Saturday, January 08, 2022

A Wintry Wak

Our walk on Thursday took us to the woods on the Trentham Estate.  We followed the monument walk.

It is also part of the Two Saints Way.

The Two Saints Way is a long distance walk between the Cathedral Cities of Chester and Lichfield.   The two saints of the walk are St Chad and St Werburgh both of Saxon nobility who spread Christianity across the Kingdon of Mercia.  More info here

Back to the walk.

 

 The muddy paths were frozen solid and crunchy underfoot.

It was very cold and snow was in the air.
 
I spent time looking at the frosty leaves.

  they were quite beautiful.

Frosty Ferns
 

Above Oak leaves and then a Bracket Fungus.  Amazingly still undamaged by either human or animal.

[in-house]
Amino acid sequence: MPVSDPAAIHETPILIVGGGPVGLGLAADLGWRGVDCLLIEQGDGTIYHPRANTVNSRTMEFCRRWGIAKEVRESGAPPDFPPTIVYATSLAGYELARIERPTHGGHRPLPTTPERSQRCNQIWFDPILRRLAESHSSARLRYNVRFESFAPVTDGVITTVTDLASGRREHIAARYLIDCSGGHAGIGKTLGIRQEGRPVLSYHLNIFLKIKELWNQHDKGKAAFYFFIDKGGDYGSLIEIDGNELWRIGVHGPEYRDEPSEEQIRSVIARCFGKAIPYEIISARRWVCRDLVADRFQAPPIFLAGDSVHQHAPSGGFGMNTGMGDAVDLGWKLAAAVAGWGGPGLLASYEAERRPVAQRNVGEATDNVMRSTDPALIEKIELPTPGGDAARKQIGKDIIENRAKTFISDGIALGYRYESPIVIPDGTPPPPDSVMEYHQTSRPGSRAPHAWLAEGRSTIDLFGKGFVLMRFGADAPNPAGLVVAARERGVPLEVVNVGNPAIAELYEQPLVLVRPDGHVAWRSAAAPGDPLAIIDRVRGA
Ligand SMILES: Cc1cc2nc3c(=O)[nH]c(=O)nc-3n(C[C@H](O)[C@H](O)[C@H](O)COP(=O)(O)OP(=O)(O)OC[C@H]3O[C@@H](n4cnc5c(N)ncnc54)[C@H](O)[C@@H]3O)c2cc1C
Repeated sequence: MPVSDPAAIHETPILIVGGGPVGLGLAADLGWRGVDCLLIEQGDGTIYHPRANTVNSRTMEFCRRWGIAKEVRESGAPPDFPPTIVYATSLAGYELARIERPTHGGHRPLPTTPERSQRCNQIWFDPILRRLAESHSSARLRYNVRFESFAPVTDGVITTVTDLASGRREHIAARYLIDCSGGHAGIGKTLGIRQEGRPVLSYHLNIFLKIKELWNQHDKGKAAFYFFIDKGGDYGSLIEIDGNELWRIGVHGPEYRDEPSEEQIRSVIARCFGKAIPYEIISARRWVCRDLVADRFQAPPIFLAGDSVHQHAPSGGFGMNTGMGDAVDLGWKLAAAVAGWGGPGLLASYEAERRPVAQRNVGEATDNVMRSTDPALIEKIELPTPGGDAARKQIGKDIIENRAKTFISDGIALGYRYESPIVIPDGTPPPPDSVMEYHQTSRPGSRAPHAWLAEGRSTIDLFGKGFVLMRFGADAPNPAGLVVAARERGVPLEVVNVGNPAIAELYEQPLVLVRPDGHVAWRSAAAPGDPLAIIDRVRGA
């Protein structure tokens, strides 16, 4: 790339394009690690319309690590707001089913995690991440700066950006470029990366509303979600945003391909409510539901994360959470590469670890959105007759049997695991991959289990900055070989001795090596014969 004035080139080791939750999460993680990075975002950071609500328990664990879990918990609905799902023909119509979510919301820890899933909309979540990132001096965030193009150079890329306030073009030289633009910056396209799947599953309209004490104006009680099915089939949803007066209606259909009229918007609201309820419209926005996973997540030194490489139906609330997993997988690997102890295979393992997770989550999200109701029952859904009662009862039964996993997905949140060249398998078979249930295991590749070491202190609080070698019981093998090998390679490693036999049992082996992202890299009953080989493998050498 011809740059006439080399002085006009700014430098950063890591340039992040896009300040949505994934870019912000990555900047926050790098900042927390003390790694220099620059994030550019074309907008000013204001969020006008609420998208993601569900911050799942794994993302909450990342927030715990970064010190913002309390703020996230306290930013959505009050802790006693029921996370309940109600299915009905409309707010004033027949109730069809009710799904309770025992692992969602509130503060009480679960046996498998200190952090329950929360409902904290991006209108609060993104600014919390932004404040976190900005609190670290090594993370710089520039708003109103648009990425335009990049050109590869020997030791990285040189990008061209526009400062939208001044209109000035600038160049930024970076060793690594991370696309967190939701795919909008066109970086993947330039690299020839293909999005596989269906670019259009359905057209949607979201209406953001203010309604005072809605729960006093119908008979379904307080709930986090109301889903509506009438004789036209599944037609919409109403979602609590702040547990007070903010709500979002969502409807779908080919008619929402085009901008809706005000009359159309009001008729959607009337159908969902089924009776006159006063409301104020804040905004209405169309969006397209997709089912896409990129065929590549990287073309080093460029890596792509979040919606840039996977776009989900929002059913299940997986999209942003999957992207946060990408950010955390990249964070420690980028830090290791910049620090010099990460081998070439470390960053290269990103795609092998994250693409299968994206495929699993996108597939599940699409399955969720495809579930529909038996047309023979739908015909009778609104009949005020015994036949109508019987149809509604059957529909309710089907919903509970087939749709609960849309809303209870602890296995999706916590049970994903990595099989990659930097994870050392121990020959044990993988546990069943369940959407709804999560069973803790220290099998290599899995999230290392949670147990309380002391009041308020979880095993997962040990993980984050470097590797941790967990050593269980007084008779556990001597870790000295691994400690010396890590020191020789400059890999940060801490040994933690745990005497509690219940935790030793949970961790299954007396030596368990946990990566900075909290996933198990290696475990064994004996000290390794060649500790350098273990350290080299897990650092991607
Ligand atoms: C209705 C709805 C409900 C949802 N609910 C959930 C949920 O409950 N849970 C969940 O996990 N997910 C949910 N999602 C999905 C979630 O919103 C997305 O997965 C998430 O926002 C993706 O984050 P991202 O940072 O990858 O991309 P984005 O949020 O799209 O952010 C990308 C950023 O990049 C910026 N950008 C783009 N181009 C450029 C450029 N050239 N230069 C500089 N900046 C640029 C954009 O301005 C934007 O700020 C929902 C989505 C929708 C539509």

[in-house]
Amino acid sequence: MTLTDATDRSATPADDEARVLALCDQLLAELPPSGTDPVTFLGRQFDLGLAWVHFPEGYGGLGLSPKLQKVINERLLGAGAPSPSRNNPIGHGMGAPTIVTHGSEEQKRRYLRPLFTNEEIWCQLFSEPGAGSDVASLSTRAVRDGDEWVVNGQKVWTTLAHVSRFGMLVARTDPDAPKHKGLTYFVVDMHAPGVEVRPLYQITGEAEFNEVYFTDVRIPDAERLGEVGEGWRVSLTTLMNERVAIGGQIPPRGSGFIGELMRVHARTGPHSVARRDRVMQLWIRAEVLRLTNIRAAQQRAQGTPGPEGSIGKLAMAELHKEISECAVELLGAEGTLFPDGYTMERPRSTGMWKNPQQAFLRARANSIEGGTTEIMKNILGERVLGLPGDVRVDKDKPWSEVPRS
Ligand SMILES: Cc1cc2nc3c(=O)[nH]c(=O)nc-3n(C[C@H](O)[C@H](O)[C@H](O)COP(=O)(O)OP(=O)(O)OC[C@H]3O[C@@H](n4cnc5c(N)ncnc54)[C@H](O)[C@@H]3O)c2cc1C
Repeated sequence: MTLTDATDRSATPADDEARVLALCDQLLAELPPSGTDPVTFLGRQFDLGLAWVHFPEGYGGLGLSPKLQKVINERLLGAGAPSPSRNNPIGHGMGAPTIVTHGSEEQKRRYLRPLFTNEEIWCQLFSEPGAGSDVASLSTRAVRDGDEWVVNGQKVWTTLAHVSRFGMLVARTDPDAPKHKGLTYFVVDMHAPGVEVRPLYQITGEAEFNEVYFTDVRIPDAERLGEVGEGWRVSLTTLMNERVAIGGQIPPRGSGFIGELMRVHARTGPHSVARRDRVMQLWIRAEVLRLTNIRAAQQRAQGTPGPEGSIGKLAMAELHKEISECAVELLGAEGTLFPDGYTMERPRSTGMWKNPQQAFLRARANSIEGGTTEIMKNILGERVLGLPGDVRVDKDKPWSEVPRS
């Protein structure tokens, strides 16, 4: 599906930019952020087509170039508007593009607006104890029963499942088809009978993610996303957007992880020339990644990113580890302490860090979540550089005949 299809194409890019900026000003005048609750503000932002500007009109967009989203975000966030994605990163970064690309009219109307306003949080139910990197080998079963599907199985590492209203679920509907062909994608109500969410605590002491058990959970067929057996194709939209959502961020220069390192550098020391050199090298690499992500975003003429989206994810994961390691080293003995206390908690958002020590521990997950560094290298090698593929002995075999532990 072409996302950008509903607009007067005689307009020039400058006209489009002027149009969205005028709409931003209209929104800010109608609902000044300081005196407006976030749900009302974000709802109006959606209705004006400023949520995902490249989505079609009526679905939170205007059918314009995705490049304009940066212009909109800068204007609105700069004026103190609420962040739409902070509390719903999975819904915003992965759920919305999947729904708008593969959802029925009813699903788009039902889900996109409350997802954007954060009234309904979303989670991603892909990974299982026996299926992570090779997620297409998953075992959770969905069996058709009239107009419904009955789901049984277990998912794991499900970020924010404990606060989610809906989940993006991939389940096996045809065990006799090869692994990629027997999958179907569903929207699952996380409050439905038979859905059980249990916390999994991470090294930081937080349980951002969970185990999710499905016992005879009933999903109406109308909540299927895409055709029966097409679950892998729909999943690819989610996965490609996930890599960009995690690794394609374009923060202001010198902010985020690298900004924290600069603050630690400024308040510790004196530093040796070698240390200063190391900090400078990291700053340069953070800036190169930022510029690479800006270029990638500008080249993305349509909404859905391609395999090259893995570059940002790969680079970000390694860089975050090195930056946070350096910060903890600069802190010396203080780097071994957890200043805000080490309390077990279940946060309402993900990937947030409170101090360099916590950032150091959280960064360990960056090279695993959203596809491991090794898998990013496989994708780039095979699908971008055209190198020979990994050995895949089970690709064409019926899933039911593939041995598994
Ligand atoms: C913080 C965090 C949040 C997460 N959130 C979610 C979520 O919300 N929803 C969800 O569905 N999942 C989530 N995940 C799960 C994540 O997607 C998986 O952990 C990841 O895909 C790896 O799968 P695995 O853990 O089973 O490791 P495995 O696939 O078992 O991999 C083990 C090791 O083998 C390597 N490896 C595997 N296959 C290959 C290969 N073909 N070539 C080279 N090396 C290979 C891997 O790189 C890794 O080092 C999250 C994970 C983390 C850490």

The monument to the first Duke of Sutherland through the trees. 

A distant cottage across the fields.

As we headed back to the car the snow was quite heavy. Fingers and toes were cold. By the time we got home it was white over, by late afternoon it had all gone.  Last evening, after a hail storm in the afternoon, we had another covering of snow, this morning it had all gone and it has rained continuously, how weird the weather is at the moment.
 

Saturday, January 01, 2022

Into the New Year

It's 9.30a.m. in the morning on New Year's Day.  The sun is gently lighting the house roofs and upstairs windows on one side of the street and the sky is showing several shades of blue. The weather is mild and has been for a few days.  No wonder the little beauty below is slightly confused.

I took this photo a few days before Christmas but thought I'd save it for today as for me snowdrops are a sign of peace and hope.